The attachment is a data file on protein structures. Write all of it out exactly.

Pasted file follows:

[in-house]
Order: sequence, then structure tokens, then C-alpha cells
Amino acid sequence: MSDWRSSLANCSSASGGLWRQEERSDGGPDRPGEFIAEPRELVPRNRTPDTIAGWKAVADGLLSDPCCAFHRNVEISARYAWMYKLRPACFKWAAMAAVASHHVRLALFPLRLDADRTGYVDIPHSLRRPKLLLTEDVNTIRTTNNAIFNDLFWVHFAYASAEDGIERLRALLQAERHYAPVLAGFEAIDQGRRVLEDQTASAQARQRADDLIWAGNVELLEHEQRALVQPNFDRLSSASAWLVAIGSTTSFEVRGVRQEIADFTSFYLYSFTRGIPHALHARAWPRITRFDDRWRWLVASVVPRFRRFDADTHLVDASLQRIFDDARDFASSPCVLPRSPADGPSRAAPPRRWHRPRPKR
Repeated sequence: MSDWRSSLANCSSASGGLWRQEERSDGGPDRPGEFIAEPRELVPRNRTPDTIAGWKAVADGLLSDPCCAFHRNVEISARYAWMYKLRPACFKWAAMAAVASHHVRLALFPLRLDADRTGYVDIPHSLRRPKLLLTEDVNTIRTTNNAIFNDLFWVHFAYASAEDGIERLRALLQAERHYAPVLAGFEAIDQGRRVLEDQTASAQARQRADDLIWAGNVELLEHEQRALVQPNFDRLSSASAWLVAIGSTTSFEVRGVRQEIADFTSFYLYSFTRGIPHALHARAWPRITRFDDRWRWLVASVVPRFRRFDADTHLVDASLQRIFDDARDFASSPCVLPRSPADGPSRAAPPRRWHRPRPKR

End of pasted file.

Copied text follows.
[in-house]
Order: sequence, then structure tokens, then C-alpha cells
Amino acid sequence: MSDWRSSLANCSSASGGLWRQEERSDGGPDRPGEFIAEPRELVPRNRTPDTIAGWKAVADGLLSDPCCAFHRNVEISARYAWMYKLRPACFKWAAMAAVASHHVRLALFPLRLDADRTGYVDIPHSLRRPKLLLTEDVNTIRTTNNAIFNDLFWVHFAYASAEDGIERLRALLQAERHYAPVLAGFEAIDQGRRVLEDQTASAQARQRADDLIWAGNVELLEHEQRALVQPNFDRLSSASAWLVAIGSTTSFEVRGVRQEIADFTSFYLYSFTRGIPHALHARAWPRITRFDDRWRWLVASVVPRFRRFDADTHLVDASLQRIFDDARDFASSPCVLPRSPADGPSRAAPPRRWHRPRPKR
Repeated sequence: MSDWRSSLANCSSASGGLWRQEERSDGGPDRPGEFIAEPRELVPRNRTPDTIAGWKAVADGLLSDPCCAFHRNVEISARYAWMYKLRPACFKWAAMAAVASHHVRLALFPLRLDADRTGYVDIPHSLRRPKLLLTEDVNTIRTTNNAIFNDLFWVHFAYASAEDGIERLRALLQAERHYAPVLAGFEAIDQGRRVLEDQTASAQARQRADDLIWAGNVELLEHEQRALVQPNFDRLSSASAWLVAIGSTTSFEVRGVRQEIADFTSFYLYSFTRGIPHALHARAWPRITRFDDRWRWLVASVVPRFRRFDADTHLVDASLQRIFDDARDFASSPCVLPRSPADGPSRAAPPRRWHRPRPKR